Peter Hitchens writes:
Ever since poor old Ann Widdecombe tried to tighten the dope laws rather mildly a dozen years ago, lofty Establishment figures have taken to confessing that they took drugs at university.
Half of William Hague’s Shadow Cabinet did so, in what looked like a well organised scheme to destroy Miss Widdecombe’s plan.
These confessions are rarely coupled with any expressions of shame. They ignore the growing correlation between cannabis use and incurable mental illness, and the thousands of quiet personal tragedies that have resulted, and will result, from this.
Any intelligent person must surely see what the effect will be when a prominent figure reveals such a past crime and does not condemn it.
It will weaken the enforcement of the anti-cannabis law (already feeble), and fuel the potent and well-funded international campaign to make this frightening poison legal.
So what should we make of the behaviour of Professor Dame Sally Davies, the Chief Medical Officer of England?
She went on to BBC Radio 3 (so civilised!) to discuss her taste in music.
In the course of this, Dame Sally admitted she was shy of giving interviews. Yet it was clear from the conversation that Michael Berkeley, the presenter of the programme Private Passions, knew she was going to talk about drugs. In fact, about halfway through the discussion, he made it clear that the subject would come up later.
Is it possible that this had actually been negotiated? Who can say? Dame Sally, a member of the 1960s campus radical generation, also revealed that she had been ‘very lively’ in student politics. Tell us more, Dame Sally. And then it came – the confession that Dame Sally, a virtuous non-smoker of tobacco, had guzzled a number of hash cookies, until, rightly alarmed by hallucinations, she ceased.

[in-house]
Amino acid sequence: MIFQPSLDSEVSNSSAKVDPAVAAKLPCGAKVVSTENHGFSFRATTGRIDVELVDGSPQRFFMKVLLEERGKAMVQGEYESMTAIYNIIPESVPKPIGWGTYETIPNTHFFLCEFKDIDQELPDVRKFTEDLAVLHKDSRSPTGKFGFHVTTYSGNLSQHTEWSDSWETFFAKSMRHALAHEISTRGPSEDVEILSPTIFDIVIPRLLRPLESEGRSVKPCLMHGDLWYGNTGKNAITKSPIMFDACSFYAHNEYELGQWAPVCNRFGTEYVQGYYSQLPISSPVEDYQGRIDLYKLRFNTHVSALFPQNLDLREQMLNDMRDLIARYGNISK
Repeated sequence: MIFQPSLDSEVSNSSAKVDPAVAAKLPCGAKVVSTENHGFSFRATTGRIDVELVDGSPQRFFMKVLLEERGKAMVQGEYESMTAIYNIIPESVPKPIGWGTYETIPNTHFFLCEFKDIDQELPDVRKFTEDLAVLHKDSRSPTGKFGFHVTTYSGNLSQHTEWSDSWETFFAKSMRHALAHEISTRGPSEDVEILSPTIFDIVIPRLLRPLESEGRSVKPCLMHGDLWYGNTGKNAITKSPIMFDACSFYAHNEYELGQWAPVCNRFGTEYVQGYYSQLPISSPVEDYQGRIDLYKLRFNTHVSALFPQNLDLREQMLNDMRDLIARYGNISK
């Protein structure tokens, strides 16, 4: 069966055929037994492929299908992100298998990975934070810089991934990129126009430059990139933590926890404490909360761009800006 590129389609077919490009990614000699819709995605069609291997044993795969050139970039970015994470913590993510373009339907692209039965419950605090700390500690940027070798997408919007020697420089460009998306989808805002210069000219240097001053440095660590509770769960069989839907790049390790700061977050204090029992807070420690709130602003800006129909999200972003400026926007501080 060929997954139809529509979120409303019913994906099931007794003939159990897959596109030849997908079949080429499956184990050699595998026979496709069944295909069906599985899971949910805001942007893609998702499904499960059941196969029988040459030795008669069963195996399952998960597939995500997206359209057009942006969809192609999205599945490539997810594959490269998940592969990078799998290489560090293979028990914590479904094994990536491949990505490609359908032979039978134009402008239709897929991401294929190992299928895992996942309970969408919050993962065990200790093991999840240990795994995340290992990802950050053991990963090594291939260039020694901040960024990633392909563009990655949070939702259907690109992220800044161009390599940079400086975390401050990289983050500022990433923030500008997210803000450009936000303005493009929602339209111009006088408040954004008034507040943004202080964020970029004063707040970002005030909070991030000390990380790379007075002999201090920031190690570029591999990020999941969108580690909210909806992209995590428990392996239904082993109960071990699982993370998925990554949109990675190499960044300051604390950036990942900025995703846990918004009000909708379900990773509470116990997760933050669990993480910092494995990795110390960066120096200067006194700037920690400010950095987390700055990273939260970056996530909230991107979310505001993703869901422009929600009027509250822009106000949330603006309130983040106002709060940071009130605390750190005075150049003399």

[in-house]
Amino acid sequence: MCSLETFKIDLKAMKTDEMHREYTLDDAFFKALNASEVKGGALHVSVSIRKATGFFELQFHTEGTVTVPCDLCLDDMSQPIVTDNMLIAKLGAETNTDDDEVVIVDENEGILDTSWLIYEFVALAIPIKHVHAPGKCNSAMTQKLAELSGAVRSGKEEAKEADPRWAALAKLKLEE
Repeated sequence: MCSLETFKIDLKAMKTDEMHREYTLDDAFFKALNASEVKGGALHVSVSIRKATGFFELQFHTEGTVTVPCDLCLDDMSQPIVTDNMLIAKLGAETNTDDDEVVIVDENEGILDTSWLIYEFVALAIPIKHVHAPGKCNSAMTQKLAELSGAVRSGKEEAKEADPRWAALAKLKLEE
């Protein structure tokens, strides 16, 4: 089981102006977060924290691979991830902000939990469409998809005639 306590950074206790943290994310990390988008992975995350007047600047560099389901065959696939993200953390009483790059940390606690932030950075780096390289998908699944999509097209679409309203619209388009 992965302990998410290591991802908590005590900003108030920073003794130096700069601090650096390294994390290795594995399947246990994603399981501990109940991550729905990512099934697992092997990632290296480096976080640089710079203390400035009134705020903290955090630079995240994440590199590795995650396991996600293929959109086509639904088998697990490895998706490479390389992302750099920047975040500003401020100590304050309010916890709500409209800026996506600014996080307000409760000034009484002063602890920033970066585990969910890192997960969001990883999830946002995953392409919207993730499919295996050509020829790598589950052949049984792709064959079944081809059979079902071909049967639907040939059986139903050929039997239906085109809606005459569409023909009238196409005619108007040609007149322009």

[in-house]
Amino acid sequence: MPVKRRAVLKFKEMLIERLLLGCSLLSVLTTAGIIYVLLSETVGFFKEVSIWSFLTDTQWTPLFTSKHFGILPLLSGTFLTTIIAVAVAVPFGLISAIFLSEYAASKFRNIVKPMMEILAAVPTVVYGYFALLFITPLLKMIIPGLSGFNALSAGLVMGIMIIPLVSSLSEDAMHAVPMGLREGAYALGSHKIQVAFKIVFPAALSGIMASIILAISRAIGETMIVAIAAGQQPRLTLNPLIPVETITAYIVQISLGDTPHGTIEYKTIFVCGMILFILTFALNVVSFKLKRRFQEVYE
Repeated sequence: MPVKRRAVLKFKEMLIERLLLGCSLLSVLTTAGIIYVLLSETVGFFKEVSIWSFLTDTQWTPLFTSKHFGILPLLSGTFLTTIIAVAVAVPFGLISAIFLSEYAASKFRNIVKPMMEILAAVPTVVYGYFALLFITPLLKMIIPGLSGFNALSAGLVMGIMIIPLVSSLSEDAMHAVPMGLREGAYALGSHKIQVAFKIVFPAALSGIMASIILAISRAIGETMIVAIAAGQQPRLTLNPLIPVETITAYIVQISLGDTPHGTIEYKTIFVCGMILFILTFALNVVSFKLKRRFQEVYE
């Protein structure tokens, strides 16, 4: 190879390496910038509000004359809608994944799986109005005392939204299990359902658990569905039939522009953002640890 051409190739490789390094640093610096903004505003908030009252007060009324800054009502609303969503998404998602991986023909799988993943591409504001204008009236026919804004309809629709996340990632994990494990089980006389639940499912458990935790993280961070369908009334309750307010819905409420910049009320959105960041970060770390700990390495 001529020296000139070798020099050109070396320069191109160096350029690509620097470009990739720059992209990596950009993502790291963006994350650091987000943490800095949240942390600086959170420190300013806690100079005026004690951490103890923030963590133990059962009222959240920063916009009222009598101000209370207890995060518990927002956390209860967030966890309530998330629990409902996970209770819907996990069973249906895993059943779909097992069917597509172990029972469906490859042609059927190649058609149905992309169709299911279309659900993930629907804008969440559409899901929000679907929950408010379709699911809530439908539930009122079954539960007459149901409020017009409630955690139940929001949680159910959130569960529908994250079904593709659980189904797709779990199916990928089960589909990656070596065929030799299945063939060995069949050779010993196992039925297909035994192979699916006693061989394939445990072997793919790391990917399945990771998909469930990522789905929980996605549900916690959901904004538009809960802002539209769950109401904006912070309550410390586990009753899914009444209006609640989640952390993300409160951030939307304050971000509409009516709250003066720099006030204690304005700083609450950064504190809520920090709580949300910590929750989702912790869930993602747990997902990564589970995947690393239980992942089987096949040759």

What conclusions did she draw from this? That drugs are a medical problem rather than a legal one, together with some excuse-making guff about ‘addiction’, something for which there is no scientific evidence at all.
This just happens to chime with the line being taken by every lobbyist for weakening what’s left of our laws against drugs, especially the unpleasant alleged comedian Russell Brand.
This is the sort of company the opera-going, fine-wine-loving, smoke-free Dame Sally is keeping (though she says she is careful not to be photographed holding a glass of wine, lest she sets a bad example).
She did accidentally manage to say one genuinely moving and powerful thing, quoting her late father, an ordained minister of the Church and Professor of Theology at Birmingham University for 26 years, who warned her: ‘Drugs decivilise you. You stop being a civilised person.’
They also decivilise those societies that allow them to spread, as we see every day.
If people like Dame Sally won’t stand up for civilisation, who will?